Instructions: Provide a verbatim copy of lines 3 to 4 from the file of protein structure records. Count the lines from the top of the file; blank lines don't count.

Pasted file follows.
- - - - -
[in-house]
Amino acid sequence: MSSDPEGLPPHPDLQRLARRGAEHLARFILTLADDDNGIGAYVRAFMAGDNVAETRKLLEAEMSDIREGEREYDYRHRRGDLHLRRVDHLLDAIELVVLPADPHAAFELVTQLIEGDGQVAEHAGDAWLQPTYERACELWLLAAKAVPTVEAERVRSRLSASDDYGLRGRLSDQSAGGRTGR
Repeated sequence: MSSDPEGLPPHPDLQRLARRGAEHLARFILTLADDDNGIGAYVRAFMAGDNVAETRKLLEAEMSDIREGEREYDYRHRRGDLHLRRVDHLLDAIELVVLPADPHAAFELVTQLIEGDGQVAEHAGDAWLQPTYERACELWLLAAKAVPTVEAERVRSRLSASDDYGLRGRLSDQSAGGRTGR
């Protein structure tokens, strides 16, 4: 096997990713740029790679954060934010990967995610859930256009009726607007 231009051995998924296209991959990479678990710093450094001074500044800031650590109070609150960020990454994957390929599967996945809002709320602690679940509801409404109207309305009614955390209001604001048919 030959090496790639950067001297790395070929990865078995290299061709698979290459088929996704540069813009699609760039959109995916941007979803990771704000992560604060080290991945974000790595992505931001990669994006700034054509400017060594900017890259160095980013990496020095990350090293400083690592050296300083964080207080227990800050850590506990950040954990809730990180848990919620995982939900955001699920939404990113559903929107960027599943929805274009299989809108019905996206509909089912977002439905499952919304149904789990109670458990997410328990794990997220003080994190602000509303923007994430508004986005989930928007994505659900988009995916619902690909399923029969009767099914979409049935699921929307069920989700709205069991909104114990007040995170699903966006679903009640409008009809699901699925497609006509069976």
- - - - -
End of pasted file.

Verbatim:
Repeated sequence: MSSDPEGLPPHPDLQRLARRGAEHLARFILTLADDDNGIGAYVRAFMAGDNVAETRKLLEAEMSDIREGEREYDYRHRRGDLHLRRVDHLLDAIELVVLPADPHAAFELVTQLIEGDGQVAEHAGDAWLQPTYERACELWLLAAKAVPTVEAERVRSRLSASDDYGLRGRLSDQSAGGRTGR
């Protein structure tokens, strides 16, 4: 096997990713740029790679954060934010990967995610859930256009009726607007 231009051995998924296209991959990479678990710093450094001074500044800031650590109070609150960020990454994957390929599967996945809002709320602690679940509801409404109207309305009614955390209001604001048919 030959090496790639950067001297790395070929990865078995290299061709698979290459088929996704540069813009699609760039959109995916941007979803990771704000992560604060080290991945974000790595992505931001990669994006700034054509400017060594900017890259160095980013990496020095990350090293400083690592050296300083964080207080227990800050850590506990950040954990809730990180848990919620995982939900955001699920939404990113559903929107960027599943929805274009299989809108019905996206509909089912977002439905499952919304149904789990109670458990997410328990794990997220003080994190602000509303923007994430508004986005989930928007994505659900988009995916619902690909399923029969009767099914979409049935699921929307069920989700709205069991909104114990007040995170699903966006679903009640409008009809699901699925497609006509069976």